I don't think there is one. Simply but probably poorly put, supersymmetry postulates that each particle that we know of and have observed has a heavier 'super-symmetric' partner particle. The significance of this is that if true it explains a whole bunch of how the observed Universe works. If it is not true it's almost as exciting really, at least to me, because it means there are some big missing pieces to our current models and a lot of new and exciting work will need to be done.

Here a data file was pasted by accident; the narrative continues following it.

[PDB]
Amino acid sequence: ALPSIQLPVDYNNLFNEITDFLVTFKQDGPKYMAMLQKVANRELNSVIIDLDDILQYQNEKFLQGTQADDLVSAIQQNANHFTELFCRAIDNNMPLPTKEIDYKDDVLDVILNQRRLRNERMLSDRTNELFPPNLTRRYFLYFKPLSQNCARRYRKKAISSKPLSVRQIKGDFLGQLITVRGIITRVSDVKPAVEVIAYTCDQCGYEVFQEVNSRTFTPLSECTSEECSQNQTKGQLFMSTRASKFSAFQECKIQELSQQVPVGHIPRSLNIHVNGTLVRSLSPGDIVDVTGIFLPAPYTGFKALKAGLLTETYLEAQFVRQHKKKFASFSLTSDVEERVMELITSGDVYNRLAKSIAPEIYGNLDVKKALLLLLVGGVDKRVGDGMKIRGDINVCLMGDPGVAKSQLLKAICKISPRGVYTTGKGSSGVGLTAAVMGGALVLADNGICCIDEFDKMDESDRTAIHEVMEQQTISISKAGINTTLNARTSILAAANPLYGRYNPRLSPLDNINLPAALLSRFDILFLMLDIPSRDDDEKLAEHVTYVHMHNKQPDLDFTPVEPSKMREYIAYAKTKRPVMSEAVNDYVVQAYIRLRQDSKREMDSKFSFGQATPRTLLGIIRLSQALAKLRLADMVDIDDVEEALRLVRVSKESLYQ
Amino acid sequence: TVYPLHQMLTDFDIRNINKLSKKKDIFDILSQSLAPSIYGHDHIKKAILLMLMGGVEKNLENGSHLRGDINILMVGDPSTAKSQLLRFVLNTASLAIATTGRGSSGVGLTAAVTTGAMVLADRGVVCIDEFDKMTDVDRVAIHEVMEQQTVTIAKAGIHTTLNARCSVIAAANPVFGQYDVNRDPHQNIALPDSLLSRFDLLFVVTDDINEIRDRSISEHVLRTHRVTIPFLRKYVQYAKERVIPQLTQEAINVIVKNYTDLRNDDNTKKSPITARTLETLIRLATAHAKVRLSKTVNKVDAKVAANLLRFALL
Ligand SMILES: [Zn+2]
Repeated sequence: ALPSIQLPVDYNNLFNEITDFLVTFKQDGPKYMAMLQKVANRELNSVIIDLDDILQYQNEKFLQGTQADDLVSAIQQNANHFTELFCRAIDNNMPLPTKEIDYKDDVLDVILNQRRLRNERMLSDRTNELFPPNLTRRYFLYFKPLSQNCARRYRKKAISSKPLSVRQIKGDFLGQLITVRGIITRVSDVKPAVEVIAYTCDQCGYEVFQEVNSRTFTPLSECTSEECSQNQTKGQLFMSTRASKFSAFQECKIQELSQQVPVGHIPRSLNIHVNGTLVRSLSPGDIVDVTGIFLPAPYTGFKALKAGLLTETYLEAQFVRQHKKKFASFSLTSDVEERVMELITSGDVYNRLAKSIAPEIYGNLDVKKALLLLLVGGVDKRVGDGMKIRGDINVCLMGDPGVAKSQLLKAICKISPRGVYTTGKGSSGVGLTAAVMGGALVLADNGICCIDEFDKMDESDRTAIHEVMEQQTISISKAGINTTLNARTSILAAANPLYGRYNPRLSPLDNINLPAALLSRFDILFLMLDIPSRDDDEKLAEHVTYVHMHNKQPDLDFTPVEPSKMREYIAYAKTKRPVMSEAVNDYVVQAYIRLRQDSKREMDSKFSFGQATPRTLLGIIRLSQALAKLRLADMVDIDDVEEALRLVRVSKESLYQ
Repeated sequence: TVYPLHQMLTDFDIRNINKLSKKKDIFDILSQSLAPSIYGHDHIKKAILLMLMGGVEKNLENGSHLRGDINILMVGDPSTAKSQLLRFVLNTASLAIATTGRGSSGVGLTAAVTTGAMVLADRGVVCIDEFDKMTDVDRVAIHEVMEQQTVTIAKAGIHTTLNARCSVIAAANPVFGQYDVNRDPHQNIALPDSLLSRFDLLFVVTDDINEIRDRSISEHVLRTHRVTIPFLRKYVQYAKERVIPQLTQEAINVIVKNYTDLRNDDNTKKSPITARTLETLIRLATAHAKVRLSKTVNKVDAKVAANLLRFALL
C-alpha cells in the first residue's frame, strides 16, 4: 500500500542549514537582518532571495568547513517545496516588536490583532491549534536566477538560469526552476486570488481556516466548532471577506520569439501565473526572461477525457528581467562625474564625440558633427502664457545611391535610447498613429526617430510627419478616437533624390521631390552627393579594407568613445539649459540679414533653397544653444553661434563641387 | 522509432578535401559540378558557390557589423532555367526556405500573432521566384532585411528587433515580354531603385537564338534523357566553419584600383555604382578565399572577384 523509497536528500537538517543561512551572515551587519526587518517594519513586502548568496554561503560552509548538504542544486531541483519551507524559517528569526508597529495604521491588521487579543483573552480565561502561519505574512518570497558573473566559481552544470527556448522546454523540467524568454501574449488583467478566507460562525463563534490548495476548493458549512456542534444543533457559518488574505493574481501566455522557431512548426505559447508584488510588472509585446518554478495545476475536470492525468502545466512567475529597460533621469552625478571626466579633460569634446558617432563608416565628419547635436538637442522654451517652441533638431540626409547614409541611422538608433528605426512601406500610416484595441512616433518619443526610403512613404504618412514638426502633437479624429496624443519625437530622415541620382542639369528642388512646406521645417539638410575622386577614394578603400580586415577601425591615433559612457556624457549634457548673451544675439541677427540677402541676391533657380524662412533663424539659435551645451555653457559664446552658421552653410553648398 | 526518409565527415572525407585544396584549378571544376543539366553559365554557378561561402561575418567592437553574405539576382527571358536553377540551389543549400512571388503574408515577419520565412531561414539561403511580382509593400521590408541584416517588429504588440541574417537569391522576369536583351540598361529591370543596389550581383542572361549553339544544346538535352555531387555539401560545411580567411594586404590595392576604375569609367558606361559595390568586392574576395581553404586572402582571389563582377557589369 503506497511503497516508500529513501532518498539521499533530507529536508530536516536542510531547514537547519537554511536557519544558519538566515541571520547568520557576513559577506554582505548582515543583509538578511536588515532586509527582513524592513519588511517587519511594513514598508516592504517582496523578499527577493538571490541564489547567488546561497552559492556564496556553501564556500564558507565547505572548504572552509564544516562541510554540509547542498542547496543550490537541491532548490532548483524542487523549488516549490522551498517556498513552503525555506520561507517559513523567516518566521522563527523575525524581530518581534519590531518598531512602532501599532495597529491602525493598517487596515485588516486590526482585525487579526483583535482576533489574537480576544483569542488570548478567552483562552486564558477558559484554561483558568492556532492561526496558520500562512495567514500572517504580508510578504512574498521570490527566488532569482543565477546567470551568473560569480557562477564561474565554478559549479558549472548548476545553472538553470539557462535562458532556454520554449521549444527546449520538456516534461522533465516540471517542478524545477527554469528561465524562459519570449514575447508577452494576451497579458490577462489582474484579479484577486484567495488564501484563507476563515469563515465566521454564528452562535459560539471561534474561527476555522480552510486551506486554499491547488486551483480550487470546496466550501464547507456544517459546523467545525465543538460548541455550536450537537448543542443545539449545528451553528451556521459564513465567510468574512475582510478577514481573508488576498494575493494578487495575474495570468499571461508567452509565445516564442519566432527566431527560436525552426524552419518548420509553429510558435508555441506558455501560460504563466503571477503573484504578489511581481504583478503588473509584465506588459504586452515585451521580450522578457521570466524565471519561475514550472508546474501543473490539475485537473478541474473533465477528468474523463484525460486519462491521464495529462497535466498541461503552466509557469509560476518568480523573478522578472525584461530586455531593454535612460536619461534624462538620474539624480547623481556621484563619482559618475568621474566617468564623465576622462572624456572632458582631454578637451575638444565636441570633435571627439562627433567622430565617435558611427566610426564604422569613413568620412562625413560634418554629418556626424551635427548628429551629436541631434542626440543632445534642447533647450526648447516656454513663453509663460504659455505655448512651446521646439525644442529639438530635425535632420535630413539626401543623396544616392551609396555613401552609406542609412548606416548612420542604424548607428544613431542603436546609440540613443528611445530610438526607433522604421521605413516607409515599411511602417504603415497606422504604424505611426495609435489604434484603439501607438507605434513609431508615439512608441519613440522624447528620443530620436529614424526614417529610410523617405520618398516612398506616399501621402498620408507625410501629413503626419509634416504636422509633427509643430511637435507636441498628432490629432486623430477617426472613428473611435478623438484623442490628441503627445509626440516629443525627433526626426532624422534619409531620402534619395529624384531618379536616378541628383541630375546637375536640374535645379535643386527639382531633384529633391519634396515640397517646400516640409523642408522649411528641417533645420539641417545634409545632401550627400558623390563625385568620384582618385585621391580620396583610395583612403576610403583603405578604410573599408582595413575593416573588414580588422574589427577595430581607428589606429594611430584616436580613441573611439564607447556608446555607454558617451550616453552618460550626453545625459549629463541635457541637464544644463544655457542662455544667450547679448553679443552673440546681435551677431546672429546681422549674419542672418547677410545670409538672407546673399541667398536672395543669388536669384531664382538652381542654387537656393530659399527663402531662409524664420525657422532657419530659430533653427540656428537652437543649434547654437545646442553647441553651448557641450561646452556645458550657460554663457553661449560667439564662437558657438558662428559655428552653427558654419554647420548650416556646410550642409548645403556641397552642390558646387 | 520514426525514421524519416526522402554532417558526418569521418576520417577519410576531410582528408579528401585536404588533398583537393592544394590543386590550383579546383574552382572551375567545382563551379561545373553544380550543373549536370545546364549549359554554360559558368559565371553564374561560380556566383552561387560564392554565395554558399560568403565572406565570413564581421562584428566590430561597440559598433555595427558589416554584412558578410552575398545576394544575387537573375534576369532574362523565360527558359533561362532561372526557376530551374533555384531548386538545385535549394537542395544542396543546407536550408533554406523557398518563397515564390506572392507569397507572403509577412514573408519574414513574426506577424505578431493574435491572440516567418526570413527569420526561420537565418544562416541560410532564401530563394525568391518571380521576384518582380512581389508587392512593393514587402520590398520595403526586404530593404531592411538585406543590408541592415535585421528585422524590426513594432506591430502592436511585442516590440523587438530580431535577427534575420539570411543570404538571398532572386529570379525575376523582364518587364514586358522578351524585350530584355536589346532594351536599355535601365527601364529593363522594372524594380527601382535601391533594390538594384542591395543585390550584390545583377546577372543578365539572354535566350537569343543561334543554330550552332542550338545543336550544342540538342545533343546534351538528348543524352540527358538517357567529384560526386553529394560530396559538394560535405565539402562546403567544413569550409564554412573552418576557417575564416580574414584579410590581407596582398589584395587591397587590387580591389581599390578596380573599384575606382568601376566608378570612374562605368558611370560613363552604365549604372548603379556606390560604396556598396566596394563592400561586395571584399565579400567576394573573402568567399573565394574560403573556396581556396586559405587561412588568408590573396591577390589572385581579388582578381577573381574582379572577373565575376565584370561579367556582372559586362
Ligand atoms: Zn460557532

The short version of the article is that the LHC should have detected supersymmetric particles by now. There's still a slight chance that the next run will, but the energies that fit the current theories are running out. If they are not detected soon physicists might just have to move on to new theoretical models. For one thing, string theory will probably need to be scrapped.